Review of Invisible Agents: Women and Espionage in Seventeenth-Century Britain by Nadine Akkerman. Oxford University Press. 2018. 264 pp.


From ACRoB Vol. 1 No. 1, pp 28-29.

In Invisible Agents Akkerman has produced the first dedicated study of seventeenth-century female intelligencers. She achieves this through her methodological process of “Reading Against the Archival Grain” (23). Akkerman explains this as the process of recovering female voices from records dominated by male histories, carefully piecing together the stories of women from the range of available—albeit previously neglected—evidence. In uncovering these histories, Akkerman establishes the impact of women’s roles in the socio-political history of the early modern period. From the detective-like quality of Akkerman’s methodological processes, to the inclusion of a dedication written in code, this text immediately informs the reader that it is to be approached inquisitively. Akkerman invites the reader to undertake a process of discovery as she unveils the historical data through a series of case-studies.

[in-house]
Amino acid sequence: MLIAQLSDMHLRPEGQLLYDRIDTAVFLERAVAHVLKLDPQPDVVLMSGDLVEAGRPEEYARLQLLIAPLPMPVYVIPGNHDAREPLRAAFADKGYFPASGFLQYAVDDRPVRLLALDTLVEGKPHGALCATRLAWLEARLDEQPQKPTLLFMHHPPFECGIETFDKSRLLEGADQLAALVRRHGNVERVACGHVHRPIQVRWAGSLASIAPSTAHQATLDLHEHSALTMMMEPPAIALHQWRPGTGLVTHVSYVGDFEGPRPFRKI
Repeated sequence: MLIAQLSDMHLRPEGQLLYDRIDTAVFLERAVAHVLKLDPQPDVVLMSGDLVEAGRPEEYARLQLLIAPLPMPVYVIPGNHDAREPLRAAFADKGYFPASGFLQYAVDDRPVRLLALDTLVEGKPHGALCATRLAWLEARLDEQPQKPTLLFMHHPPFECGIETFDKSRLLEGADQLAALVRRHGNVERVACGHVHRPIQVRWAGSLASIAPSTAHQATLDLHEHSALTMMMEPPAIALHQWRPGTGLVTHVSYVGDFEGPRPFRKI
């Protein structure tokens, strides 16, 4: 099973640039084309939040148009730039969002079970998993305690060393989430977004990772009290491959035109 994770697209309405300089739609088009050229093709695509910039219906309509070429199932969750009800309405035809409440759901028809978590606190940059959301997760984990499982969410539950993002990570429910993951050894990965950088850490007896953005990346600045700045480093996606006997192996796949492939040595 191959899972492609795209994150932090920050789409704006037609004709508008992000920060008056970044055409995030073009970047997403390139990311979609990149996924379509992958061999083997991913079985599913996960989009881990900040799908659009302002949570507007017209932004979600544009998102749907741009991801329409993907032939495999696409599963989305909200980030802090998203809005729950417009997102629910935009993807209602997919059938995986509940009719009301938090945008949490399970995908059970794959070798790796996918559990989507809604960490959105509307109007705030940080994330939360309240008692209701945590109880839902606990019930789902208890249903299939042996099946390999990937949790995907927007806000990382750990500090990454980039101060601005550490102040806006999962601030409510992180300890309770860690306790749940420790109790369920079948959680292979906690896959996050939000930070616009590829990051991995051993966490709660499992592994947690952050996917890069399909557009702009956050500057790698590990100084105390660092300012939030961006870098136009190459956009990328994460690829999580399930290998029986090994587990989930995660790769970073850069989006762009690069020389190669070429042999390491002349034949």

In her introduction, Akkerman discusses the origins of her study, and openly invites comparison between the historical sleuthing involved in uncovering the details of these female agents’ lives and their real-life espionage work. Akkerman evokes this comparison by referring to herself as “a modern John Thurloe, Oliver Cromwell’s most memorable spymaster” (3). The sheer volume of archival information present in this book creates the need for an overarching orientating principle to guide the reader. This need is met by Akkerman’s opening claim that “female spying activities were at the very heart of British international relations in the mid-seventeenth century” (3). Invisible Agents is a book that successfully establishes its own value and makes the reader question why such work has not previously been undertaken. Akkerman attributes the previous lack of critical attention to the social belief that women were above suspicion: “people simply refused to believe that women could possibly be involved in such plots – and subsequent historiography has tended to follow suit” (4). Akkerman redresses this critical neglect, offering a view of both Parliamentarian and Royalist female agents at a time of heightened political tension.